- Why students should understand investing
- Coming soon: Second Classroom Economist
- Share the Wealth: Guaranteeing a high return rate
- Why do women earn less?
- Economics of the BP oil spill
- Share the Wealth: Teaching students savvy saving
- The Classroom Economist debuts
- Car insurance basics
- QE2: Fed monetary policy
- Share the Wealth: Teaching budgeting
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The basics of car insurance
Car insurance—every driver needs it, but not everyone understands it.
In their simplest forms, insurance policies are financial products used to protect and manage what one has. Policies are used to protect individuals, families, and businesses and to transfer wealth by sharing and transferring risk.
Most people's first encounter with insurance is when it's time to take out a policy for the first car. That first car is something that just about every teen looks forward to with bated breath. The privilege of driving comes with a great responsibility: the safety of the driver, his or her passengers, and everyone else on the road. The likelihood of being involved in some kind of auto accident is fairly high.
Everyday driving, especially by teenagers, can lead to auto accidents, resulting in damage to property and severe injuries. Unfortunately, statistics show that car accidents are the number one killer of teenagers. The negligent party in the accident will be responsible for any damages and/or injuries.
That's where insurance steps in. Basic auto insurance has two types of benefits: first-party coverage and third-party coverage.
The policyholder's damages and injuries are paid for by first-party coverage.
Collision coverage pays for damages to the policyholder's car arising from a collision with an object, animal, or person, regardless of who is at fault. Normally, collision coverage is subject to a deductible payment (the amount of money that the policyholder is responsible for) chosen by the insured.
Comprehensive coverage is applied to everything other than collision—again regardless of who's at fault. Examples of incidents covered by comprehensive coverage are theft, vandalism, fire, water, and weather-related damages. Comprehensive coverage is also subject to a deductible selected by the policyholder.
Personal injury protection is applicable only in states with "no-fault" insurance laws. In the Southeast, only Florida is a no-fault state. No-fault coverage pays for the policyholder, resident relatives (people related to the policyholder by blood or marriage and living in the household) and, in some cases, a passenger's medical bills and lost wages up to $10,000 regardless of which party is at fault.
Medical payments coverage will pay for injuries to the policyholder and passengers up to a preset limit, regardless of who is at fault.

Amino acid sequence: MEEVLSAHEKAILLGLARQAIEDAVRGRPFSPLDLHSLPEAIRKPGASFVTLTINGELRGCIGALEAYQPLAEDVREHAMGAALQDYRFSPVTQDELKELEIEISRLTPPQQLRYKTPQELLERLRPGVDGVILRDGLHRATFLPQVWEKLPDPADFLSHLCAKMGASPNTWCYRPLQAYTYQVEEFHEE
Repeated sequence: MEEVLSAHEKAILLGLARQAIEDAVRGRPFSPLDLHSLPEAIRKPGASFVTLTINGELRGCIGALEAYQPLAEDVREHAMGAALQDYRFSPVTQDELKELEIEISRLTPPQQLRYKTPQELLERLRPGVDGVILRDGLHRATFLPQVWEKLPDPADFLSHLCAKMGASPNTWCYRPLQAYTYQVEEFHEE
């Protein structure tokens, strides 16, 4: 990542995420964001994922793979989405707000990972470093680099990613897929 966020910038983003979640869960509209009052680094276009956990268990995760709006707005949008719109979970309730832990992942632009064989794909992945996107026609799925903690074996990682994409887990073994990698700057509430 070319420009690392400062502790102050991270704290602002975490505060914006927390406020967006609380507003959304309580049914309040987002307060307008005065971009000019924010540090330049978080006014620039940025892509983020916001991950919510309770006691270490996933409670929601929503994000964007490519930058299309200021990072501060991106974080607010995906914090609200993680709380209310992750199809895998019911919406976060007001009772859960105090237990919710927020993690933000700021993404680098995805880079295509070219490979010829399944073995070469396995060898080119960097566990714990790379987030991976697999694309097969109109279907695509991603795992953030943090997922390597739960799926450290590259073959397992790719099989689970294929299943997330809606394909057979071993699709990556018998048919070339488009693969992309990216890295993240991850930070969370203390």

Rental reimbursement coverage pays for the cost of renting a car while the policyholder's covered auto is being repaired.
Uninsured/underinsured motorist coverage will pay for the injuries to the policyholder and passengers in cases where the other party is at fault or otherwise legally responsible for the crash and has no—or not enough—bodily injury liability insurance. In simple terms, the policyholder purchases this coverage to protect herself and her passengers from other drivers who either carry low policy limits or don't carry bodily injury coverage.
Payments to another person besides the insured are made through third-party coverage.
Liability coverage will pay others for damages and/or injuries caused bythe policyholder. Payment amounts and limits vary widely from state to state, depending on the particular tort laws in that state. Tort laws essentially determine the degree of liability (negligence or wrongdoing). Claims adjusters evaluate the negligence of each party involved based on the facts and state's statutes. Tort laws vary across the Southeast:
Alabama has the strictest of tort laws—"pure contributory negligence"—under which a damaged party cannot recover any damages if he is even 1 percent at fault for the incident.
Florida, Louisiana, and Mississippi have laws that allow damaged parties to recover damages only for the percentage of the incident for which they are not at fault. This is called "pure comparative fault."
Georgia and Tennessee use a slightly different version of the pure comparative fault law called "modified comparative fault—50 percent bar." This law means that a damaged party cannot recover any damages if he is 50 percent or more at fault for the incident. If he is deemed to be 49 percent or less responsible, then the recovery is governed by the degree of fault.
Shopping for the best coverage
Just about every state requires that drivers have some sort of minimum automobile insurance to be able to drive their vehicles. For additional information on these requirements, visit your state's relevant website (see links in the table). These state guidelines should be seen only as the mandatory minimum and by no means should determine what coverage is purchased. It is critically important to speak with a licensed and reputable insurance agent who can help assess risks and needs and find the appropriate policy for the individual.
|Auto insurance minimums and requirements for Southeastern states|
|State||Bodily/property damage liability required||Minimum limits*|
|*For minimum limits the first number is bodily injury per person, the second number is per accident, and the third is the property damage limit|
- "Car Insurance Lesson" at MoneyInstructor.com
- "Cards, Cars and Currency" (Lesson 4: The Car Deal Package)
- Purchase USB flash drive for "Everything You Ever Wanted to Know About Automobile Insurance" (Lesson 3, Virtual Economics: Insurance Lessons, Council for Economic Education)
By Gloria Guzman, economic and financial education specialist, Miami Branch
January 27, 2011